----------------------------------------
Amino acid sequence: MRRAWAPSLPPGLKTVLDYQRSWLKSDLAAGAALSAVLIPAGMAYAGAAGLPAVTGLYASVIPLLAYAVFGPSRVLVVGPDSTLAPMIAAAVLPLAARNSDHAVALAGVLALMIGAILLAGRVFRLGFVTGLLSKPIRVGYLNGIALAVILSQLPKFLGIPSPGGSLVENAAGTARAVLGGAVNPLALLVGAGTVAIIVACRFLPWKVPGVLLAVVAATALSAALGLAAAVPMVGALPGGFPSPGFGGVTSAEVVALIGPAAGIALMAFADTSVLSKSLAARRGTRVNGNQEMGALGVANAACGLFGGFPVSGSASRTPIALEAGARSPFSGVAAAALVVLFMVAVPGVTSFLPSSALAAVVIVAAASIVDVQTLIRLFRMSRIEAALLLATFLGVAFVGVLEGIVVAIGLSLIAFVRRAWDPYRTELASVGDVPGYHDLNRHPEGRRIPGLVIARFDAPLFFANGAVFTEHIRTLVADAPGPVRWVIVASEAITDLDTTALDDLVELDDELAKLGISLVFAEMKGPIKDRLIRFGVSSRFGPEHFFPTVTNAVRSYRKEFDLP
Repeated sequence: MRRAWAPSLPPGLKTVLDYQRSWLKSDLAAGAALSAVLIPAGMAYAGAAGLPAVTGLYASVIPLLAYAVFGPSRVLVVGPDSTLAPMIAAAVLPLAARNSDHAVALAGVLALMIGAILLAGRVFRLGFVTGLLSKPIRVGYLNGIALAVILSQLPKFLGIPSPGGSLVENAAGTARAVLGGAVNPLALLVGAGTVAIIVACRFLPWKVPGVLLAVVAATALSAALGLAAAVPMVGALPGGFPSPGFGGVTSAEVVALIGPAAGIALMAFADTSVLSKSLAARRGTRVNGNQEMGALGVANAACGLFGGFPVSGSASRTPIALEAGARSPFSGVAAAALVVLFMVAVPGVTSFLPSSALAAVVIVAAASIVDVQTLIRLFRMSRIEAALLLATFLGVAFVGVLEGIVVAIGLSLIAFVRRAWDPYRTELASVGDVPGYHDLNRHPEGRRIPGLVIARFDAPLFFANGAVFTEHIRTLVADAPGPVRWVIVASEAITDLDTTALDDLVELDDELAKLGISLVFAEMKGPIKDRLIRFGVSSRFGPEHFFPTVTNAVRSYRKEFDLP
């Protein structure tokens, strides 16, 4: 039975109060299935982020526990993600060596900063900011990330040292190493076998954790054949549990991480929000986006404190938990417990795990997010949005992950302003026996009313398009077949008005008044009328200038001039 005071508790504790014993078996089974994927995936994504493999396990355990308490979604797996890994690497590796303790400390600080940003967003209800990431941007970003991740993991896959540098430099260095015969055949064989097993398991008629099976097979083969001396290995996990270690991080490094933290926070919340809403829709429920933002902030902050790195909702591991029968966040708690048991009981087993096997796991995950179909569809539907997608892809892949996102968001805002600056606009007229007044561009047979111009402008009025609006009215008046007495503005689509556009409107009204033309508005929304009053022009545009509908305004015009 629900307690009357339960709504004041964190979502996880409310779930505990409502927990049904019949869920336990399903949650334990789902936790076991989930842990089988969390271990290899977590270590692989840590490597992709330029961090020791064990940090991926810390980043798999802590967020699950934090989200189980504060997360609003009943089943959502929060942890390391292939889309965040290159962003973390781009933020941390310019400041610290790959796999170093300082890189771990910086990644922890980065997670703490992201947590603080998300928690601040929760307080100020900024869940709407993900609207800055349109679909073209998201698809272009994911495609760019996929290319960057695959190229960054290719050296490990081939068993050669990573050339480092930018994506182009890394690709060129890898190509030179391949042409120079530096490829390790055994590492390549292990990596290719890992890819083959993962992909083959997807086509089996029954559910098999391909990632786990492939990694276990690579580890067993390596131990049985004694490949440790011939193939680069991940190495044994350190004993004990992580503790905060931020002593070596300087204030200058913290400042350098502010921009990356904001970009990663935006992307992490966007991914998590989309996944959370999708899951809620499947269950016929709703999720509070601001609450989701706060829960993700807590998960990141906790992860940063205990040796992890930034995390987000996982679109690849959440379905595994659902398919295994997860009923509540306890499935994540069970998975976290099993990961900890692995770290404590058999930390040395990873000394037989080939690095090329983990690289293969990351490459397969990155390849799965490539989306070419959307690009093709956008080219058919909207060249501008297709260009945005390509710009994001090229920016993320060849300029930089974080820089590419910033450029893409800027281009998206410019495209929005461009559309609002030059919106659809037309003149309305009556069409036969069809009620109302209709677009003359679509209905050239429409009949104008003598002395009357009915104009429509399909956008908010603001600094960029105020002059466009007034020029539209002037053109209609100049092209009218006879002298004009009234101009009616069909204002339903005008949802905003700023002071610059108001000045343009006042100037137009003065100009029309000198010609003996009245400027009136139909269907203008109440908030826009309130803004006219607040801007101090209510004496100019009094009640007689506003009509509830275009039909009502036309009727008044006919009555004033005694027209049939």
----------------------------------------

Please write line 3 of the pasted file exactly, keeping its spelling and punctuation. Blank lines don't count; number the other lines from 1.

């Protein structure tokens, strides 16, 4: 039975109060299935982020526990993600060596900063900011990330040292190493076998954790054949549990991480929000986006404190938990417990795990997010949005992950302003026996009313398009077949008005008044009328200038001039 005071508790504790014993078996089974994927995936994504493999396990355990308490979604797996890994690497590796303790400390600080940003967003209800990431941007970003991740993991896959540098430099260095015969055949064989097993398991008629099976097979083969001396290995996990270690991080490094933290926070919340809403829709429920933002902030902050790195909702591991029968966040708690048991009981087993096997796991995950179909569809539907997608892809892949996102968001805002600056606009007229007044561009047979111009402008009025609006009215008046007495503005689509556009409107009204033309508005929304009053022009545009509908305004015009 629900307690009357339960709504004041964190979502996880409310779930505990409502927990049904019949869920336990399903949650334990789902936790076991989930842990089988969390271990290899977590270590692989840590490597992709330029961090020791064990940090991926810390980043798999802590967020699950934090989200189980504060997360609003009943089943959502929060942890390391292939889309965040290159962003973390781009933020941390310019400041610290790959796999170093300082890189771990910086990644922890980065997670703490992201947590603080998300928690601040929760307080100020900024869940709407993900609207800055349109679909073209998201698809272009994911495609760019996929290319960057695959190229960054290719050296490990081939068993050669990573050339480092930018994506182009890394690709060129890898190509030179391949042409120079530096490829390790055994590492390549292990990596290719890992890819083959993962992909083959997807086509089996029954559910098999391909990632786990492939990694276990690579580890067993390596131990049985004694490949440790011939193939680069991940190495044994350190004993004990992580503790905060931020002593070596300087204030200058913290400042350098502010921009990356904001970009990663935006992307992490966007991914998590989309996944959370999708899951809620499947269950016929709703999720509070601001609450989701706060829960993700807590998960990141906790992860940063205990040796992890930034995390987000996982679109690849959440379905595994659902398919295994997860009923509540306890499935994540069970998975976290099993990961900890692995770290404590058999930390040395990873000394037989080939690095090329983990690289293969990351490459397969990155390849799965490539989306070419959307690009093709956008080219058919909207060249501008297709260009945005390509710009994001090229920016993320060849300029930089974080820089590419910033450029893409800027281009998206410019495209929005461009559309609002030059919106659809037309003149309305009556069409036969069809009620109302209709677009003359679509209905050239429409009949104008003598002395009357009915104009429509399909956008908010603001600094960029105020002059466009007034020029539209002037053109209609100049092209009218006879002298004009009234101009009616069909204002339903005008949802905003700023002071610059108001000045343009006042100037137009003065100009029309000198010609003996009245400027009136139909269907203008109440908030826009309130803004006219607040801007101090209510004496100019009094009640007689506003009509509830275009039909009502036309009727008044006919009555004033005694027209049939």